Thursday, November 1, 2018

Review of Cheap Fan Temperature PWM Controllers

I purchased a couple more types of cheap (~$5) temperature fan controllers from eBay. There are about 5 or so different types. Since I reviewed one previously, and I now own three of the most common ones, I thought I'd do a review of all of them in one place.

First, a brief review of standard fan control methods. There is a lot of confusing terminology out there regarding small dc fan control. 2 pin fans just have power and ground. These can be controlled either by varying voltage linearly, or by PWM'ing the power line. The former only works down to ~half the rated voltage for most fans or they don't have enough power to start. The latter requires a PWM fan controller. 3 pin fans have an extra wire that outputs the tachometer readings. This is useful for measuring fan speed if the power source is constant, i.e. not PWM'd. If the power is PWM'd, then the sensor is, too, which usually messes up its readings, unless the PWM frequency is much greater than the RPM. 4 pin fans have power, gnd, tach, and control wires. In addition to the two methods mentioned for two pin fans, these have a third option for control. In stead of PWM'ing the power wire, a low voltage/low current PWM signal can be sent to the control wire. The fan's internal electronics then handle the actual power PWM'ing. This has the added benefit of not screwing up the tach sensor readings because the voltage on the power wire is still consistent. Unfortunately, finding a cheap controller for these fans is difficult. Noctura makes a ~$20 manual pot one, but that's the only one I could find. I'm reviewing the three most common cheap chinese eBay ones here.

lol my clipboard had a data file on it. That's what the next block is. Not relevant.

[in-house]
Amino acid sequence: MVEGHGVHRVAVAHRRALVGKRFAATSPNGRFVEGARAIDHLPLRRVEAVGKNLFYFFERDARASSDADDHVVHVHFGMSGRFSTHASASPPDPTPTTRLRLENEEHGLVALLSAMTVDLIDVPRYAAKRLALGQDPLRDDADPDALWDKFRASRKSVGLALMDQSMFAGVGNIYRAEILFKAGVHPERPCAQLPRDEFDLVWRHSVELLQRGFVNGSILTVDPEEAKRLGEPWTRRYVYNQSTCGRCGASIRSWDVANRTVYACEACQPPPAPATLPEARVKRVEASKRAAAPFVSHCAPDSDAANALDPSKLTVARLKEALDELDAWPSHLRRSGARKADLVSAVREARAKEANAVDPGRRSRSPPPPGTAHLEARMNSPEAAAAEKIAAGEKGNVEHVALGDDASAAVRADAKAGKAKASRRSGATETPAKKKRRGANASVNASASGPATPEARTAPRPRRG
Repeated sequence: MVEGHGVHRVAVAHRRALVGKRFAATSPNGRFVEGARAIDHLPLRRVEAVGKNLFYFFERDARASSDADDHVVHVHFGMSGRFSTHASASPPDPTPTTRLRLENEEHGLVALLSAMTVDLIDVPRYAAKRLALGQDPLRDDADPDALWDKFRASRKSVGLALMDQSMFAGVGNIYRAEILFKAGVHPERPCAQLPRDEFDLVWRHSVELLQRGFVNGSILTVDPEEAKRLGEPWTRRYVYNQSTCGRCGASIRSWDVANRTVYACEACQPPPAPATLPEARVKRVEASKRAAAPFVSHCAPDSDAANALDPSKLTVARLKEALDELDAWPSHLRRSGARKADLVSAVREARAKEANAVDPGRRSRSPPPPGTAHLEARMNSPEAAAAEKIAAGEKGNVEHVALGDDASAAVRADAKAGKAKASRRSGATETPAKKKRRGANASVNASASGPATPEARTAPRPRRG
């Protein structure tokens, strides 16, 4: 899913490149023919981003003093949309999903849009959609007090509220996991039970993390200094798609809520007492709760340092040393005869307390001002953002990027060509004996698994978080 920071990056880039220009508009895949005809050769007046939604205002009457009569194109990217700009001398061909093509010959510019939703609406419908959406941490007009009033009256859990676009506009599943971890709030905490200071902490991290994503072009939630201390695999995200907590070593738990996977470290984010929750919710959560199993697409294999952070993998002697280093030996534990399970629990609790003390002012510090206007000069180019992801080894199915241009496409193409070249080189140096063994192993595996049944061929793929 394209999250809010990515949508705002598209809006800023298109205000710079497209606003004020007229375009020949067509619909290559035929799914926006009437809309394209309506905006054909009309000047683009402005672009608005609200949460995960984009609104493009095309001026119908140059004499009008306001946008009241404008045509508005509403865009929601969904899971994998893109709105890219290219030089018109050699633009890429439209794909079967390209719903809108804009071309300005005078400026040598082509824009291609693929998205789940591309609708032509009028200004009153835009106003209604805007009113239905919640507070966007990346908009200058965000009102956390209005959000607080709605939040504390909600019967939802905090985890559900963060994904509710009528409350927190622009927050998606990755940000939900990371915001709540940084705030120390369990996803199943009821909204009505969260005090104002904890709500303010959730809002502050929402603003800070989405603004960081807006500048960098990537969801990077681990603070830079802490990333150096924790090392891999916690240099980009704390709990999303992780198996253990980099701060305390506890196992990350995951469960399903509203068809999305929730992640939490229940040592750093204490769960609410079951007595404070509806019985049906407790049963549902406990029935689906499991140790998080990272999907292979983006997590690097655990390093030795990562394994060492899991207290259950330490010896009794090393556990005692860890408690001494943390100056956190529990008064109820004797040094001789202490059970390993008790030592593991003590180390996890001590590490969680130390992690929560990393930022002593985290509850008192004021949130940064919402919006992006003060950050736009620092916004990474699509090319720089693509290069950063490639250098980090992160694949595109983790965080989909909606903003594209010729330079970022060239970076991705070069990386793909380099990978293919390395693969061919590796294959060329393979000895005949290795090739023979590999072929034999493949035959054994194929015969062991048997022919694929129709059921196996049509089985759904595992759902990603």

Fan Controller 1

This is the controller I reviewed in March. It can handle two fans of 2, 3 or 4 pins in 2-pin control mode. 12-24V input, max 4A output. It will automatically adjust the two fan outputs' duty cycle based on the reading from a temperature probe.

The control chip is a TC648 dedicated fan temperature controller. Unfortunately, the PWM switching frequency is about 30 Hz, and is audible/visible and annoying. If the switch is up, the potentiometer allows for tuning the turn-on temperature, which is nominally 30C, and always about 20C lower than the max temperature, nominally 50C. The pot is very sensitive. If the switch is down, supposedly the temperature set points are fixed at 30C and 50C, but I don't think they're accurate. At 12V, the acceleration is smooth, but very slow. At 24V, the acceleration in the control band is underdamped, so the fan speed oscillates wildly. Note that the 2A or 3A versions have one missing FET (like the one pictured), but the 4A one has all of them. Because this one pulses the power pin, there is a voltage drop across the board that results in the fan not operating at the same maximum RPM as if it was plugged directly into the power supply.